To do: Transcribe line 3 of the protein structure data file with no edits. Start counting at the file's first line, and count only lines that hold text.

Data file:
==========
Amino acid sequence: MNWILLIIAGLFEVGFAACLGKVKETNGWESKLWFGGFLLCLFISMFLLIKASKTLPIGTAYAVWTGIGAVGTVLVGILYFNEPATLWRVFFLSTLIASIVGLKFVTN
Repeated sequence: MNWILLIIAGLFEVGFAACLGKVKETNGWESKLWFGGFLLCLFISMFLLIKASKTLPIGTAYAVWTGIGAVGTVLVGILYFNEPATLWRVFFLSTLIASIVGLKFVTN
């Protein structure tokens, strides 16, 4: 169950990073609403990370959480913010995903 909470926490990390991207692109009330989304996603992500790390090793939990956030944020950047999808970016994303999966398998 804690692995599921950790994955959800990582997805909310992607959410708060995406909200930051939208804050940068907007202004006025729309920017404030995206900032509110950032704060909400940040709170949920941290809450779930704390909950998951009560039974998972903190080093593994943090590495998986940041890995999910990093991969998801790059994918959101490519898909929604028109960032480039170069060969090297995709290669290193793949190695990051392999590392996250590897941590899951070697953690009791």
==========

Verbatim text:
């Protein structure tokens, strides 16, 4: 169950990073609403990370959480913010995903 909470926490990390991207692109009330989304996603992500790390090793939990956030944020950047999808970016994303999966398998 804690692995599921950790994955959800990582997805909310992607959410708060995406909200930051939208804050940068907007202004006025729309920017404030995206900032509110950032704060909400940040709170949920941290809450779930704390909950998951009560039974998972903190080093593994943090590495998986940041890995999910990093991969998801790059994918959101490519898909929604028109960032480039170069060969090297995709290669290193793949190695990051392999590392996250590897941590899951070697953690009791």